Sports

The joy of football in the rain



I’ve always enjoyed watching a soccer match being played in the gentle drizzle of misty rain, be it on TV or in person. It’s soothing.

When Sydney Olympic challenged Sydney FC in a recent FFA Cup game, the water droplets weren’t visible on the tube, although the brave crowd told a different story, as they huddled in the back of Belmore Sports Ground, staying safe.

At the halftime show, footage of a bouzouki, a traditional Greek instrument, was uploaded to Twitter. Its uplifting melody accompanied the downpour, as it streaked against the floodlights, mimicking crystallised bullets, in what seemed like a symphony of the senses.

Most fans stayed dry, devouring their hot souvlaki in the cold conditions. Such is the camaraderie of creature comforts.

I’m sure there’s even the odd player out there, who prefers performing in slick conditions.

Actually, Elvis Kamsoba might agree. In the 78th minute, it appeared the Sky Blues’ newest recruit had slipped, causing his fortuitous hand to accidentally palm the ball into goal.

Since there was no VAR being utilised, a very blessed Elvis was practically singing with joy. Surely Diego Maradona would approve.

Once, at an international game at the old Sydney Football Stadium, a mate and I were watching Japan versus Australia. Seeing the approaching clouds, I suddenly realised our shelter strangely gave little cover.

“The roof wasn’t built to protect us from Mother Nature,” said the tour guide, years after, as I followed a behind-the-scenes event. “Its curved features actually help lock in the crowd’s cheers.”

Sometimes, supporters also tend to get a tad boisterous when stuck in the elements.

It was the late 1990s, and I was working in a newsagency in North Sydney, when on selected evenings, a stream of Northern Spirit diehards would march up Miller Street, chanting.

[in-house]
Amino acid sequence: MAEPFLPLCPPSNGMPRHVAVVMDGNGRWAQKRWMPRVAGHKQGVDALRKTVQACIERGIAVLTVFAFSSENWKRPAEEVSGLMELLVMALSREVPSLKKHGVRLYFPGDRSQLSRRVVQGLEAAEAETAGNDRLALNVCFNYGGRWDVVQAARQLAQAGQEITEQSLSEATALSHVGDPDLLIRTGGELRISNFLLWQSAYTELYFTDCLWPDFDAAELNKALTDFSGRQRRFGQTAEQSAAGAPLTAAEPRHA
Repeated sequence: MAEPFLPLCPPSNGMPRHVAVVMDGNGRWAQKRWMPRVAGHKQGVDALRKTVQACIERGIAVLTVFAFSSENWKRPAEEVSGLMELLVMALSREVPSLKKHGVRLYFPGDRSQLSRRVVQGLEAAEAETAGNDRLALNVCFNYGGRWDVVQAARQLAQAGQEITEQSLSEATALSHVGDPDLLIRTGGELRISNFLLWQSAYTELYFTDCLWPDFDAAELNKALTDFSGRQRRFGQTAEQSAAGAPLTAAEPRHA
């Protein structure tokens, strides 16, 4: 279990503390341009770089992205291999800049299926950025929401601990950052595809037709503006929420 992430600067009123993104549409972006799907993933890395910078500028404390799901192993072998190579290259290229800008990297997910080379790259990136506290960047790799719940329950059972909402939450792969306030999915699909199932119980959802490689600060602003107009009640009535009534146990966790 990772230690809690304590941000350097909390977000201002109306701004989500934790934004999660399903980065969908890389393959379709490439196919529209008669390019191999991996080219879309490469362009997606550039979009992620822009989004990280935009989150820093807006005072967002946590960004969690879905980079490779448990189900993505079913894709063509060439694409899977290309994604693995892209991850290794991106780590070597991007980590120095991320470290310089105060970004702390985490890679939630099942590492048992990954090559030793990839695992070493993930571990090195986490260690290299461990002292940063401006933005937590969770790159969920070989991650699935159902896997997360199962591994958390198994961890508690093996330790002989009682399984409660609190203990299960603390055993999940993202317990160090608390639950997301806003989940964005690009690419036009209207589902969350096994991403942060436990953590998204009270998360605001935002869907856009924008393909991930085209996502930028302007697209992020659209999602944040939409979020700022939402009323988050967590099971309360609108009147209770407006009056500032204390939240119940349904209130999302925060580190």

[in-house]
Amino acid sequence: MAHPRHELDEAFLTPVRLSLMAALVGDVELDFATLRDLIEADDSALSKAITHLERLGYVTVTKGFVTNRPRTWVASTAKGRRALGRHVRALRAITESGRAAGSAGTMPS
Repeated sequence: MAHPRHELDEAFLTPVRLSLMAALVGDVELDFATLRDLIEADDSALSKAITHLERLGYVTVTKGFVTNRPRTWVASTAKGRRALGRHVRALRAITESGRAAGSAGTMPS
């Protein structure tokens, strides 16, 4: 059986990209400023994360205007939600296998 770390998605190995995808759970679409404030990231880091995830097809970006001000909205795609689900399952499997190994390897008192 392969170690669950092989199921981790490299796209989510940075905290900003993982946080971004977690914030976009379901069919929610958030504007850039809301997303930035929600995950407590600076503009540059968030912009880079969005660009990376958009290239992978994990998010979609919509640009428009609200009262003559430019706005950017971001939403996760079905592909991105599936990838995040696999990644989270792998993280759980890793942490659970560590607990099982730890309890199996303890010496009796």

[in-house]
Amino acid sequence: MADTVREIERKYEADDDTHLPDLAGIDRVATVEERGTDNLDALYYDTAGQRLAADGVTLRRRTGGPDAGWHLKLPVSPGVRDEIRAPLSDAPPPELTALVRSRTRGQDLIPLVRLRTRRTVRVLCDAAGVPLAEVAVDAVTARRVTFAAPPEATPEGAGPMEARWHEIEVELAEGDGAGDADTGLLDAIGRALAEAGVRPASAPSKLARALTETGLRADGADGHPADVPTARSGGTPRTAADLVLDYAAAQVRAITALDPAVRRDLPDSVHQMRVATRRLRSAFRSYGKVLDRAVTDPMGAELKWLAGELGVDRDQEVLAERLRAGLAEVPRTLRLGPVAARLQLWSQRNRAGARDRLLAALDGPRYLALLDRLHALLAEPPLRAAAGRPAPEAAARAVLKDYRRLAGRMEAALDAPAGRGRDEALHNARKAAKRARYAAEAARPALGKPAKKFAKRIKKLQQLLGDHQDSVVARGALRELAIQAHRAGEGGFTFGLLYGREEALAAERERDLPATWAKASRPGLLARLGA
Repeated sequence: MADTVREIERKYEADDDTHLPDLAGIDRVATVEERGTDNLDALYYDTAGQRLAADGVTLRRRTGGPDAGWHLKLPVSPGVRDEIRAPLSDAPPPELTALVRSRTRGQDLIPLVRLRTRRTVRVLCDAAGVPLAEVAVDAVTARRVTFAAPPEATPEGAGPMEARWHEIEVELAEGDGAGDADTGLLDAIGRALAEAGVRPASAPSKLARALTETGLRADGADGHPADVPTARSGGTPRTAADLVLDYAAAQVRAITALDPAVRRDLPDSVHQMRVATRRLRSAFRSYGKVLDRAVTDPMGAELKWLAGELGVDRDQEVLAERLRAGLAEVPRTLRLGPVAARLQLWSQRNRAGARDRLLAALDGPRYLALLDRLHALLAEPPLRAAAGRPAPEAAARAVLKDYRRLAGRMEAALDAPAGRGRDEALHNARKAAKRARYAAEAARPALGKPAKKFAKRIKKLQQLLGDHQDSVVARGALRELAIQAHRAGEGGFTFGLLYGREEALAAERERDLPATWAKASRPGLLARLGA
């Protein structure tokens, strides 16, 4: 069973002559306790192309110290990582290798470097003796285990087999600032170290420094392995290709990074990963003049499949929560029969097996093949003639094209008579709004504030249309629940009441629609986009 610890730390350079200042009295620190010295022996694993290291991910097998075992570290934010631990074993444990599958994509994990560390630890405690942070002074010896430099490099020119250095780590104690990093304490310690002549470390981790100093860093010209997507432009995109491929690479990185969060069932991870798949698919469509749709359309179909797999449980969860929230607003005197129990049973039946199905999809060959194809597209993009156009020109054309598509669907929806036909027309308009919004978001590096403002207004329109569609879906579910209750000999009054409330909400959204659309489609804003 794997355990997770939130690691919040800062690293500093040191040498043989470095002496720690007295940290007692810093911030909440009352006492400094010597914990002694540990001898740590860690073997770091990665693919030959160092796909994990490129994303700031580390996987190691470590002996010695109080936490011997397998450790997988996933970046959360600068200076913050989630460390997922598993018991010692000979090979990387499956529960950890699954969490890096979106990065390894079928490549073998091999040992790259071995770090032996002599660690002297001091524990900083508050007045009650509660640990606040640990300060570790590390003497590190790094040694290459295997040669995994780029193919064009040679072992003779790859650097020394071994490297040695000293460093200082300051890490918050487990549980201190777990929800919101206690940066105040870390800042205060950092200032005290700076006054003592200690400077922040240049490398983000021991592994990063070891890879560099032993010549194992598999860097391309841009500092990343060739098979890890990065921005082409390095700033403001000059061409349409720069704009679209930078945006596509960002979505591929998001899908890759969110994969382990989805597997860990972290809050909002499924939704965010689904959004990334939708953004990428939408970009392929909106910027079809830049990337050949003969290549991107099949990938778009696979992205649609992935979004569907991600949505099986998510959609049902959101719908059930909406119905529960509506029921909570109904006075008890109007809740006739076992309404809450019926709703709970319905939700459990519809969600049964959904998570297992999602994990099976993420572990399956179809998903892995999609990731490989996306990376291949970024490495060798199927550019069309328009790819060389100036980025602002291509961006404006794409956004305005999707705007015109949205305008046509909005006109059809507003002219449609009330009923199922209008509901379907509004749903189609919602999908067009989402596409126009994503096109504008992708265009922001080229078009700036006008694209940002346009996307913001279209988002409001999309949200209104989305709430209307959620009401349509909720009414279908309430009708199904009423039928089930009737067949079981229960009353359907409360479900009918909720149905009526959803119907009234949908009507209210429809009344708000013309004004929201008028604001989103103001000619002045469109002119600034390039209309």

In a shower, their bellows were even louder, as most other foot traffic had disappeared, probably confined to the pedestrian tunnels below.

Back then, North Sydney Oval had become a wasteland of mud, all except for the remains of a hardened cricket pitch, which caused havoc to slippery boots.

Maybe the fans’ battle cries were a warning towards the heavens, that no matter how torrential the downpour was, their team would persevere. Keep in mind, this was the field once nicknamed ‘Concrete Park’.

Occasionally, when things turn biblical outside, a hard surface with Subbuteo is all a wistful person needed. By playing the tabletop game as a teenager, I was properly introduced to football.

With a copy of British Soccer Weekly under his arm, my mate lined up Tottenham Hotspur, thus giving my Nottingham Forrest a thrashing.

A few weeks later, Ben and I were holding up a tiny tifo at the Samurai Blue game. With our limp Socceroos banner draped over our soggy heads at the SFS, only a few people got to witness our water-soaked message of support.

In hindsight, “Let’s eat some sushi” seemed more like an advertisement for seafood, rather than a menacing ultimatum. This was the recklessness of youth in the rain, or so we thought.



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